“Rema Xydias” (broader area of Herakleion)

Next to the National Road in the area of Platamonas, a residential cluster was revealed, consisting of an apsidal building with rectangular-shaped outbuilding, which was transferred in context to the Leivithra Park.

The site was initially used as the burial ground of a prehistoric community. The excavation revealed a cemetery of 22 cist graves dating to the 14th-13th century b. C. with wealthy grave goods of Mycenaean type and rhythm. Parallel to the burial use or maybe soon after, the site was used as a residential area, as it is testified by the discovery of two apsidal buildings and a system of monumental enclosures.

The residential cluster is a rare architectural example deriving from an area with scarce building remnants of the Late Bronze Age. The apsidal building has stone-built foundations and a size of 10,30 Χ 4,80m. The walls were made of mudbricks and the two-sided roof of wood and reed. During its use, the apsidal building was expanded with the addition of a rectangular-shaped building with a parting wall. Inside the two buildings a number of findings was revealed: post holes from the posts that held the roof, a clay fireplace, traces of clay structures of everyday use, abundant vessels, both handmade and Mycenaean and finally stone and clay tools. Outside the building’s apse two “pithoi” were also revealed.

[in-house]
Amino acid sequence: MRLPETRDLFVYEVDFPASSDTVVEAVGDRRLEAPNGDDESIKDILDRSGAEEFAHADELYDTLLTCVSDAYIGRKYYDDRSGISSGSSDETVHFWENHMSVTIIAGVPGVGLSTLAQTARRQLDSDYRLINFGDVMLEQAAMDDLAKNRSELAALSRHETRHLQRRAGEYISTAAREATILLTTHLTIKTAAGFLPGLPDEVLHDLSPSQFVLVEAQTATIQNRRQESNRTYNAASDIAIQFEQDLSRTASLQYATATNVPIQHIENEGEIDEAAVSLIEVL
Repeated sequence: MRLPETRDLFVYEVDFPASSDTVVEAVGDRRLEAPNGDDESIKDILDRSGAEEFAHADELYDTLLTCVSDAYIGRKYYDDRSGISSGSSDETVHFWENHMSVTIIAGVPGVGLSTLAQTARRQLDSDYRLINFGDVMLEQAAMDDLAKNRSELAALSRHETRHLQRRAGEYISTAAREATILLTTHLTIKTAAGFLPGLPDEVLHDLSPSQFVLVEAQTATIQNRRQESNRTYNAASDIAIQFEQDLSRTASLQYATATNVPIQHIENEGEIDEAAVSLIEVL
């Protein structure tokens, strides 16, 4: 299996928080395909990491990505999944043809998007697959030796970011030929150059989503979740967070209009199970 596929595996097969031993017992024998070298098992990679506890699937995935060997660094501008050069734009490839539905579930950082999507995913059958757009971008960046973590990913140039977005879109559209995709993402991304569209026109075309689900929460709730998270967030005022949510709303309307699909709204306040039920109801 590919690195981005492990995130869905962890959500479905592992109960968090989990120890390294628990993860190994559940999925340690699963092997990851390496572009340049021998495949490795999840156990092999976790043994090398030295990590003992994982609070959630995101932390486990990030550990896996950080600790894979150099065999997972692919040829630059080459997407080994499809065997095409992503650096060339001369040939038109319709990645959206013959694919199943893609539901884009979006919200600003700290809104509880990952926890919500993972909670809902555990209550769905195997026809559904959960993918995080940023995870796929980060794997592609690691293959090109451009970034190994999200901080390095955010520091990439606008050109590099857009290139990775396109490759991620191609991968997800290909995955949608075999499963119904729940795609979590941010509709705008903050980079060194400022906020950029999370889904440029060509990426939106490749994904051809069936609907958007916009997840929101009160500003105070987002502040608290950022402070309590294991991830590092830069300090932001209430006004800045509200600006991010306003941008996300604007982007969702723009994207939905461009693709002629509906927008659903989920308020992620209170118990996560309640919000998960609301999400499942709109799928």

The apsidal type of structure derives from the Middle Bronze Age (beginning of the 2nd millennium b.C.). The example from the site “Rema Xydias” is probably a local survival of the apsidal type up through the Late Bronze Age. Furthermore, this apsidal building is associated with a plethora of Mycenaean type and rhythm pottery, which confirms the fact that the area of the Macedonian Olympus belongs to the Thessalian-Euboean cultural circle.

Rema Xydias: Aerophotograph of the apsidal building

Rema Xydias: Aerophotograph of the apsidal building

Rema Xydias: Transfer of the apsidal building to Leivithra Park

Rema Xydias: Transfer of the apsidal building to Leivithra Park

Rema Xydias: Handmade pottery from the apsidal building of Mycenaean Age

Rema Xydias: Wheel made pottery and handmade cup from the apsidal building of Mycenaean Age

Rema Xydias: Handmade pottery from the apsidal building of Mycenaean Age

Rema Xydias: Small findings from the apsidal building of Mycenaean Age

“Valtos Topolianis” (broader area of Leivithra)

Next to the sea, in the area of the modern village Leptokarya, a prehistoric settlement with successive phases was revealed, dated in the 2nd millennium B.C.